Nektarios Georgalas, director at the BT-Intel Co-Lab, views open source software as important for enabling faster-to-market delivery of new capabilities and the testing of new ideas more quickly.

"I think a hybrid approach ultimately wins out -- with both free open source software, and paid support of some functions as well," he said. "If we are able to build a business case with 70% cost savings using open source, why not use it?"

Ultimately, it will be a commercial decision, agreed Tayeb Ben Meriem, senior manager at Orange (NYSE: FTE): "We need to assess the system ability of open source with regard to commercial deployment, " he said.

— Carol Wilson, Editor-at-Large, Light Reading

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smkinoshita
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smkinoshita,
User Rank: Light Sabre
6/3/2014 | 5:45:01 PM
Re: No Real Surprises
High career cost for sure, and I find that ironic considering we all know better by now.  First, people tend not to get burned twice.  Secondly, there's people like Steve Jobs who did fail... but he came back quite well, didn't he?

It'd be a little different if we looked for one big failure as a sign of learning and only took multiple, similar failures as a sign of poor judgement.
Mitch Wagner
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Mitch Wagner,
User Rank: Lightning
6/3/2014 | 5:37:58 PM
Re: No Real Surprises
There's a high career cost to failing implementing pioneer technology. Maybe higher than the benefit of succeeding. 
smkinoshita
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smkinoshita,
User Rank: Light Sabre
6/3/2014 | 4:47:43 PM
Re: No Real Surprises
@FakeMitchWagner:  It's still not all that different.  In my experience, companies that try Open Source and fail become examples and make others leary.  Making the switch isn't cheap if it doesn't work, so once burned twice scarred.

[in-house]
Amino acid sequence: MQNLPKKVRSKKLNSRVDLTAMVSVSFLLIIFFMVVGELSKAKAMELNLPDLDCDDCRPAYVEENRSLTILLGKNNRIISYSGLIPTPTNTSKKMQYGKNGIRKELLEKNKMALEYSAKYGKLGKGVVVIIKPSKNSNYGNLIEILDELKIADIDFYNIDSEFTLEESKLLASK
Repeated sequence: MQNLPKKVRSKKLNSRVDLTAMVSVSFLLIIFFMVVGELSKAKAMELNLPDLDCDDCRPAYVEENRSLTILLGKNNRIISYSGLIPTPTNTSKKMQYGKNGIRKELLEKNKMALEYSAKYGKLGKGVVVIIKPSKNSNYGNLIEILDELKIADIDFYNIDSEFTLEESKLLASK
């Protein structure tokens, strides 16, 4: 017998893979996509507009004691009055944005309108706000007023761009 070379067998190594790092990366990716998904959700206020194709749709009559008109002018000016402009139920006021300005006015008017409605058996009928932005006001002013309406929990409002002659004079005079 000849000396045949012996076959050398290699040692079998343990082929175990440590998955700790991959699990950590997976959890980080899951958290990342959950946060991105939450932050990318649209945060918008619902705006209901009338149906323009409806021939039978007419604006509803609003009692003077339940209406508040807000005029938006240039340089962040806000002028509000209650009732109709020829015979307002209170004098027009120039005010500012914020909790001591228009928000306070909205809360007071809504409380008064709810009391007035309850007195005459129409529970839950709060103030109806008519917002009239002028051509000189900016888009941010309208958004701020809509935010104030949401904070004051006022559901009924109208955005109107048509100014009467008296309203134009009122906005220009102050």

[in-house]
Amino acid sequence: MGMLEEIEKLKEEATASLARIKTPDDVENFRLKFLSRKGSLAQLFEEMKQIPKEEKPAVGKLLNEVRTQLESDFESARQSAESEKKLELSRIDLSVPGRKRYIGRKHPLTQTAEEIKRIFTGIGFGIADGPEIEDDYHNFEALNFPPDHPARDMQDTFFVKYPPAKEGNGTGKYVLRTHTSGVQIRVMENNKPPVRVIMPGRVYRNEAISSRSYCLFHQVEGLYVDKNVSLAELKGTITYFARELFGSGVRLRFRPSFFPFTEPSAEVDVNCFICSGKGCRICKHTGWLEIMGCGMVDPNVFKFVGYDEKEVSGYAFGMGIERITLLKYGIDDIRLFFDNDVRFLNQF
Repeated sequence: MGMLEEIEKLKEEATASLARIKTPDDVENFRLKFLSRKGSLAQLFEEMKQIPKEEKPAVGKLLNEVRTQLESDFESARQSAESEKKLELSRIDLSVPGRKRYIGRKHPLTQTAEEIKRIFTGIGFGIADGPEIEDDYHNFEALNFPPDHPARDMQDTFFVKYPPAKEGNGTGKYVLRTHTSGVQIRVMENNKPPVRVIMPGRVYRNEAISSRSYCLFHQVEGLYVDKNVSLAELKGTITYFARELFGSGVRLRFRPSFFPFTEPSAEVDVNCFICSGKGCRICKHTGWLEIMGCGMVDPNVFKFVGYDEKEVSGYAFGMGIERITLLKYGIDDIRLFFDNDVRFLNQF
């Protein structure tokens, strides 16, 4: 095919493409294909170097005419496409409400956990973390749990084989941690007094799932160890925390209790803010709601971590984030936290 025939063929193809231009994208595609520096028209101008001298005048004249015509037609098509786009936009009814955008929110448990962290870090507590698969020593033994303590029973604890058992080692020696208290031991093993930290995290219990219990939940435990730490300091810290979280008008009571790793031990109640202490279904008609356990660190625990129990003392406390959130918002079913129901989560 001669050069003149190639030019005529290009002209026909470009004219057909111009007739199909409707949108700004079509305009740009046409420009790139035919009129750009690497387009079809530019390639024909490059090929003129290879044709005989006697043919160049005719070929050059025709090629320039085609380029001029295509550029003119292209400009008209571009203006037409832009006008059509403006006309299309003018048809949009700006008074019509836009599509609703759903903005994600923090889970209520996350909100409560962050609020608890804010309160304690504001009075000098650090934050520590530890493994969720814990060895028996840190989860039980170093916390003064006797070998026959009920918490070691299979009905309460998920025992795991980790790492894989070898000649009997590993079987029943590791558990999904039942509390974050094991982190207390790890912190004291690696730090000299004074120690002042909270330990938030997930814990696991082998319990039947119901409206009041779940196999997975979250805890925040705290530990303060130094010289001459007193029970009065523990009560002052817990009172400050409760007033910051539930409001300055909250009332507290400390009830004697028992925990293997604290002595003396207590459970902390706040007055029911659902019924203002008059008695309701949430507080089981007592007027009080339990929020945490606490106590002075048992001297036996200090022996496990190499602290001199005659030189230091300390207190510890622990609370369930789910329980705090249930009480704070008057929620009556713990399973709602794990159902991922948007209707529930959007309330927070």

It's still a matter of a lack of positive examples.  I'm pretty sure if a company was able to implement open source in a way that worked for them, the rest would want to know exactly what their situation was and how they implemented it.  I feel that way about most technology, actually -- it never catches on until someone does something amazing with it.
Mitch Wagner
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Mitch Wagner,
User Rank: Lightning
6/3/2014 | 3:50:06 PM
Re: No Real Surprises
smkinoshita - The issue of licensing and management are different from what you describe. These aren't companies with a knee-jerk rejection of open source. These are companies that tried it and found it didn't work for them. 

 
smkinoshita
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smkinoshita,
User Rank: Light Sabre
6/3/2014 | 2:21:56 PM
No Real Surprises
Sounds like similar conversations that were going on all across various businesses several years ago.  Whether it was for replacing Microsoft Office or entire networks, the points were the same -- Open Source was economical but nobody had experience using it in a business environment, so everyone was very cautious.

Same conversations still carrying on today.  It's just in more industustries now.